Gig review: IAN ANDERSON – Royal Albert Hall, London, 30 June 2013

Ian Anderson

It’s 45 years since Ian Anderson first trod the boards at the Albert Hall with Jethro Tull at a charity show. And now with the apparent departure (temporarily or otherwise) of long time guitarist Martin Barre, he’s shed the Tull cloak to step out in his own right at the same venue and perform ‘Thick As A Brick 2’, the follow up to his 40 year old spoof concept album.

Anderson was always the personification of Tull, but in spite of his undiminished creativity and indefatigable energy levels, tonight was slightly different. For while he will doubtless continue to tackle old age head on (even taking time to warn his generation of male fans about the dangers of prostate cancer – a computer glitch robbed us of the full list of fallen luminaries), his voice no longer matches up to his enduring stamina.

In the event, a little pre-planning went a long way to avoid an unwanted triumph of conceptualisation over articulation, as actor/vocalist Ryan O’Donnell stepped in as Anderson co-vocalist with a radio mic at the ready and a staff in hand.

He swapped verses here, took a lead there, and at his most audacious, even stole some of Anderson stage moves. He alternated verses with Ian, though his boss cannily saved the best lines for himself: ‘The builder of the castles renews the age-old purpose and contemplates the milking girl whose offer is his need’.

The updated show also cleverly reprised some elements of the original ‘72 show. Jeffery Hammond-Hammond and John Evan may be long gone, but the band once again went through their brown overcoat stage hand routine, with Anderson providing the first of several on screen links, starting with an apparent stock take in a warehouse.

He also popped up as Gerald Bostock’s doctor and later as Colonel Archibald Parritt, who ushered in ‘Thick As A Brick 2’. When not busy updating us on www.stcleve.com – (a digital version of the original ‘TAAB’ newspaper) – Parritt showed us round the grounds of his manor and presided over the outro.

Ian Anderson

The show also cleverly utilised audiovisual interaction, with a re-jigged horse and jockey sketch updated to include a mid-number mobile phone call from sometime Tull violinist Anna Phoebe, who initially appeared on the screen and then startlingly emerged from the crowd.

Fellow guest Mark Almond chose a more understated entrance, emerging unannounced to give the suite a notable lift with a beautiful rendition and a sense of drama, on the ‘Do you believe in the day’ section, as accordion, flute and violin added an eastern instrumental flavour.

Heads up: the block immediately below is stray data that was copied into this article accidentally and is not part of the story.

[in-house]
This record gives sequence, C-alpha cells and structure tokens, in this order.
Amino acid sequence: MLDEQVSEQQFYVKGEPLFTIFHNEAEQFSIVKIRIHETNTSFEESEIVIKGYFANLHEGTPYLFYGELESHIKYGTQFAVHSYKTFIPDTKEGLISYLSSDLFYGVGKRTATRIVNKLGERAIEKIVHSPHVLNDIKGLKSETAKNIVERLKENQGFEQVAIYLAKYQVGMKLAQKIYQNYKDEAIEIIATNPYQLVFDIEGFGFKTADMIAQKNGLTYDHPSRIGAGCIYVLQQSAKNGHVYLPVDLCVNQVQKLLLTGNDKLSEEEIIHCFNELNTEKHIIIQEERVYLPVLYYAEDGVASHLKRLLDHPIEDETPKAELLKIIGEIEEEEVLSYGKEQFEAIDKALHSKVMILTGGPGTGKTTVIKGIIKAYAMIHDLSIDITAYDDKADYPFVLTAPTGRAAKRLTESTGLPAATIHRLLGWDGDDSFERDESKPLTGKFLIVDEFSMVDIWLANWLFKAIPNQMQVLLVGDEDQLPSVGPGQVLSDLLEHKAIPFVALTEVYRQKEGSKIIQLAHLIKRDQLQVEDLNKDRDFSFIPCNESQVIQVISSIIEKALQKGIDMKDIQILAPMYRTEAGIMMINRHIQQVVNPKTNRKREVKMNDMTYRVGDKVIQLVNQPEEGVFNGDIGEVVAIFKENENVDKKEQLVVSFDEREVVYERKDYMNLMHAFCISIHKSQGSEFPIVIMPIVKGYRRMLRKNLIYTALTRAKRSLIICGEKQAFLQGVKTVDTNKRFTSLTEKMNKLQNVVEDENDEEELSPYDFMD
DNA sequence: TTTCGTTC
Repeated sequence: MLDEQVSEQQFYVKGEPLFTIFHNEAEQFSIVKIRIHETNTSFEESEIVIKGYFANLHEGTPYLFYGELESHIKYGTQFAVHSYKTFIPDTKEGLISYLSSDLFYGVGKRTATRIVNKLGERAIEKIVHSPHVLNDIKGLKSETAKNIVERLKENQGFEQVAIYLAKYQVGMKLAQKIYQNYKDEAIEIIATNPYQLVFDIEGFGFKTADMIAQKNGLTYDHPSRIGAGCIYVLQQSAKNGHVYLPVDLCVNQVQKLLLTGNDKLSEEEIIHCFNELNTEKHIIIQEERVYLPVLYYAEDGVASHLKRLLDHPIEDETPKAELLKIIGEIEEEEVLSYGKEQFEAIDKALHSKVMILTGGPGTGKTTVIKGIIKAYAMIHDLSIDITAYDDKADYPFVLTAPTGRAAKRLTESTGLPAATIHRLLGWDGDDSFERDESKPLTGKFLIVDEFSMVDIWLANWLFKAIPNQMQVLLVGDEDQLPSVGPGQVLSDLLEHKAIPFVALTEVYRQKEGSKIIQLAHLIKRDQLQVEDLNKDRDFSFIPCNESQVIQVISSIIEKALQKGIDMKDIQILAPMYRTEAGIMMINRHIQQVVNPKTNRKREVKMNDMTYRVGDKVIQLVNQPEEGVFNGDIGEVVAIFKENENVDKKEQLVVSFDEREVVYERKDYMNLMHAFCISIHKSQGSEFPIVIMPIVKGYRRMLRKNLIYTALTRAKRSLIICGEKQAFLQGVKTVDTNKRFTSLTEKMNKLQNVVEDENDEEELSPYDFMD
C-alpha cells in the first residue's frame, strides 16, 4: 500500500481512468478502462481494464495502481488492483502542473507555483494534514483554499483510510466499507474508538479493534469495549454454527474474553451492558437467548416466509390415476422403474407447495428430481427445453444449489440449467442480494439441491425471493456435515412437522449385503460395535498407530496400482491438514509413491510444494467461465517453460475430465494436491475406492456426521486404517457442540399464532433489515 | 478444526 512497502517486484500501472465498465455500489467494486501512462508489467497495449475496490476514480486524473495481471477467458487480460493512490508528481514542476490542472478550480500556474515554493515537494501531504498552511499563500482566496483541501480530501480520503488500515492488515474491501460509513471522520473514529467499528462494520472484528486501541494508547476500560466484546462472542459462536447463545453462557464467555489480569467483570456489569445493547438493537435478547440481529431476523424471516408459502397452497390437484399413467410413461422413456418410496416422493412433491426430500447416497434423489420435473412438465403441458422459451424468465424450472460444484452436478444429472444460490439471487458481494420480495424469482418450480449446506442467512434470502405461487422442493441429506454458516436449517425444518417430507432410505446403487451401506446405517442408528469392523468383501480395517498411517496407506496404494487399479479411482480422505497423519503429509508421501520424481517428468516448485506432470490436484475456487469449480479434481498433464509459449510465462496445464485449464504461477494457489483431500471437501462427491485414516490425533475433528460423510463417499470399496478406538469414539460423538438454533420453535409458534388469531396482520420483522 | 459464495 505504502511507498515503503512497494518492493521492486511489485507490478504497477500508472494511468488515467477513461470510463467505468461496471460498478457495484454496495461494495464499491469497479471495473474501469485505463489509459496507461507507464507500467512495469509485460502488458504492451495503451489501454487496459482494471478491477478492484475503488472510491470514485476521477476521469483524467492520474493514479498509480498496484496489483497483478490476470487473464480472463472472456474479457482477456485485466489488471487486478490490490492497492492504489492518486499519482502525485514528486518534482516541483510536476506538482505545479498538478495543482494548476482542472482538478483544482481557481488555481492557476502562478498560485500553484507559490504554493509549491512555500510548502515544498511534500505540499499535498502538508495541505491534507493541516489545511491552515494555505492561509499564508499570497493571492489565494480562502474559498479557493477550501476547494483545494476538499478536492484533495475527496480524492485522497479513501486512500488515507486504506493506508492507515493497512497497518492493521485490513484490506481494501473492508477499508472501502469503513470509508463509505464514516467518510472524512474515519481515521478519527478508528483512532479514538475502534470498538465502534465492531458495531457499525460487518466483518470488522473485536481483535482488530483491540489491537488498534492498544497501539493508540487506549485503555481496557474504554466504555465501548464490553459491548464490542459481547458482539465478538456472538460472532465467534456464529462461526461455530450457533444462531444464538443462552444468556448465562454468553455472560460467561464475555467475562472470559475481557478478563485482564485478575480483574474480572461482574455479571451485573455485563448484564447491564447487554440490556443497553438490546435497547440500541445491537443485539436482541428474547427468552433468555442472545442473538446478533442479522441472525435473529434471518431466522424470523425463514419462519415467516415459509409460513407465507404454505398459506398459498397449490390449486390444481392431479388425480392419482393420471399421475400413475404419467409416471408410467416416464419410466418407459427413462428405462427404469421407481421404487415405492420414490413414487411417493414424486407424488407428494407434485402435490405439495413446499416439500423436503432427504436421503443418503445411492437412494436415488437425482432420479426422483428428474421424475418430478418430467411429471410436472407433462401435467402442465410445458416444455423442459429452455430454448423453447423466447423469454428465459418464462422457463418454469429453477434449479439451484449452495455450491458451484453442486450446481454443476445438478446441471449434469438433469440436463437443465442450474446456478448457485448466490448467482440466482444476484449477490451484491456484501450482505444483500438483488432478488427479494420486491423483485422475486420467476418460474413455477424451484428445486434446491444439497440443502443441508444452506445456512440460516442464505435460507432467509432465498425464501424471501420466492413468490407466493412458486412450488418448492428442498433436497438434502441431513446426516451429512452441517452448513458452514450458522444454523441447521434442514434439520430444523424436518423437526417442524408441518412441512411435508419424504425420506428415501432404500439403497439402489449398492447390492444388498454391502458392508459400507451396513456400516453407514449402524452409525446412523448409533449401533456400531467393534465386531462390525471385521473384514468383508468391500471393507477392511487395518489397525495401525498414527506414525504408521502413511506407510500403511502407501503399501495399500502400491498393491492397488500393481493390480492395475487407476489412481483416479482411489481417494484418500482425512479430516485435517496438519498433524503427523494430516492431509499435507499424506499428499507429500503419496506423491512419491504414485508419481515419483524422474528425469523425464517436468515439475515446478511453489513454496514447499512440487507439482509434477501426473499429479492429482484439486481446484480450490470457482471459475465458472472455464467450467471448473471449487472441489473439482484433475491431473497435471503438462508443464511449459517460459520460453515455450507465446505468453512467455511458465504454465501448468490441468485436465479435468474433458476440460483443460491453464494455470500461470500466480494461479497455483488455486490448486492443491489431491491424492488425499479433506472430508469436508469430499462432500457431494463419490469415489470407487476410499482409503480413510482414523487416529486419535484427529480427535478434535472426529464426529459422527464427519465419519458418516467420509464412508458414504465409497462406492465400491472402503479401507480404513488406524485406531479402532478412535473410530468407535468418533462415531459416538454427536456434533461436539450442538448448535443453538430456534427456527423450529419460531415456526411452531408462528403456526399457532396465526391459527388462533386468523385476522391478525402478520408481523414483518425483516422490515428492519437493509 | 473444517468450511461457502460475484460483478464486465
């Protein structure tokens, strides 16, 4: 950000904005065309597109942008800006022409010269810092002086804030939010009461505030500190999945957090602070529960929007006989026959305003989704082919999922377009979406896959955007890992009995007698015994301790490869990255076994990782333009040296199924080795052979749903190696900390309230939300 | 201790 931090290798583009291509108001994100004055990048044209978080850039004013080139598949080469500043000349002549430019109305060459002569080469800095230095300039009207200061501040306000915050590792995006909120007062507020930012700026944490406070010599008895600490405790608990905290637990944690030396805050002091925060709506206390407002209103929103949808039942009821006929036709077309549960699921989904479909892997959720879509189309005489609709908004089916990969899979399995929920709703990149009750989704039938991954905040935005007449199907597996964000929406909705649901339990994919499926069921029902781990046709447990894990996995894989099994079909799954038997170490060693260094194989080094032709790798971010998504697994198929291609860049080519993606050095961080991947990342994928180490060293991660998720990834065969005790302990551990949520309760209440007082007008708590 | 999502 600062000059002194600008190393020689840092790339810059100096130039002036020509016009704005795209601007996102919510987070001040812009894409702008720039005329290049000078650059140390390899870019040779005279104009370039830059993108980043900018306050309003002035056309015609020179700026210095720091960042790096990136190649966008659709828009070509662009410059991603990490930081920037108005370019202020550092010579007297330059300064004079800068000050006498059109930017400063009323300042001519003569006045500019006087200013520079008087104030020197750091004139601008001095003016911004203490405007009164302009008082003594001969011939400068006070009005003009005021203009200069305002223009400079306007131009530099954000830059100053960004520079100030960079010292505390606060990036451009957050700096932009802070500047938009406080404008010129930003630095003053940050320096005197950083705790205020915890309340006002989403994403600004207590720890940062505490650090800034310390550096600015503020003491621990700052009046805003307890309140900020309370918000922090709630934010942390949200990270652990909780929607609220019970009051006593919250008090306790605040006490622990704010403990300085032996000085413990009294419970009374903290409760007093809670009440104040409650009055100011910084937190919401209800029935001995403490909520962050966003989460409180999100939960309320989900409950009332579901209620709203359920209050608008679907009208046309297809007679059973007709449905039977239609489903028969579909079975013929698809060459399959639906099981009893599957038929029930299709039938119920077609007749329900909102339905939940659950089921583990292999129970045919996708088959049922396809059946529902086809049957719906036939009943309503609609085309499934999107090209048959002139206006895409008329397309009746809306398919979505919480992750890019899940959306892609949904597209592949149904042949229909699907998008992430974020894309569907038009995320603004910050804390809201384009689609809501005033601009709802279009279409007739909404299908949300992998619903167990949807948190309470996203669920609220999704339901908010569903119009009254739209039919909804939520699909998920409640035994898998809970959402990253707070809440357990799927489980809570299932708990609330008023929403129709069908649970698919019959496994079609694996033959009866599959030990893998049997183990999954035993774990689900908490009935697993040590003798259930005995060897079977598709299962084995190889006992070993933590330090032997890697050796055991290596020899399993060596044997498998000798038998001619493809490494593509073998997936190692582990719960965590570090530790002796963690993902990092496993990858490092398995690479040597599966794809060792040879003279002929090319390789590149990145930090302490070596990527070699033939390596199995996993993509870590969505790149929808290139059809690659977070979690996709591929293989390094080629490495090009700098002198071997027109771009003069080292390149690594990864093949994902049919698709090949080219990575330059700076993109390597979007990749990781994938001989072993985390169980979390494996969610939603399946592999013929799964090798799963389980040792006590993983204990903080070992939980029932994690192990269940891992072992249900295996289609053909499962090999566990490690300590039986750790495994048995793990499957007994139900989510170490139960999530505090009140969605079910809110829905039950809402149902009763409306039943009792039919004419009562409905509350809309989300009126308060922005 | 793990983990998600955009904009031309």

Almond returned with Anna Phoebe and was backed by John O’Hara’s accordion in part two’s ‘A Change of Horses’, while guest number three, BBC newsman Gavin Esler, was disguised in a surreal frogman suit. He appeared on screen and wandered across the stage, before finally finding his salvation at sea, in a reference to Gerald Bostock’s search for his true place in the world.

Structurally this excellent show could not be faulted. Ian’s superb flute and guitar playing still resonate, as do the dynamic quiet-to-loud blocks of music.  The band also enjoyed spirited moments of fine unison playing, featuring guitarist Florian Opahle, who is more of a shredder than the angular Martin Barre, but he still cut through with his solos.

But ultimately ‘TAAB 2’ was slightly tarnished by Ian’s croaky vocals. With any other band it wouldn’t have mattered so much, but given his role as an observational narrator, it fell to Ryan O’Donnell to keep the story line on track, as Ian’s diction sometimes become subsumed by his croak.

That aside, ‘TAAB2’ proved to be everything fans had hoped for. Unlike its predecessor, it’s a suite of music broken into individual tracks that poses the question ‘What If?’, as Bostock is cast in a number of hypothetical roles in tune with contemporary society.

‘Brick 2’ still has a conceptual feel though, mainly due to the thematic ‘What-ifs, Maybes And Might-Have-Beens’, through to the touching ‘Wootton Bassett Town’ (an update of the ‘The young men of the household have all gone into service’ ) and the sonorous ‘Cosy Corner’ , which featured an on screen brass band.

There was also some scintillating band interplay, ad hoc choreography, Anderson’s impressive spoken word verse  and Marc Almond’s strident vocal on ‘A Change Of Horses’ (accompanied by a photo of the ‘Heavy Horses’ album).

Where ‘TAAB’ has meatier instrumental and staccato elements, ‘TAAB2’ found Anderson wrapping his poetic lyrics round the music. The band shifted eloquently from introspective, acoustic moments, to full rock bombast, before the individual players thrillingly extemporised with the flautist in the more celebratory moments of the night.

Ian Anderson remains the master of the grand gesture, with an outstretched arm here, a semi pirouette there, alternatively crouched at the front of the stage or indulging in some vibrant choreography with his band mates.  He is a physical embodiment of his music, from the bulging eyes to the trajectory of his arm, as he ushered in a guitar break, while his companion Ryan O’Donnell made his own faux Anderson moves.

And while there were a few awkward moments of silence that had the audience wondering whether a piece had finished or not, Anderson’s dynamic performance triumphantly carried the set to its reprised conclusion.

After a deserved standing ovation, Almond and Phoebe rejoined the band for an extended encore of ‘Locomotive Breath’. Job done!

Review by Pete Feenstra

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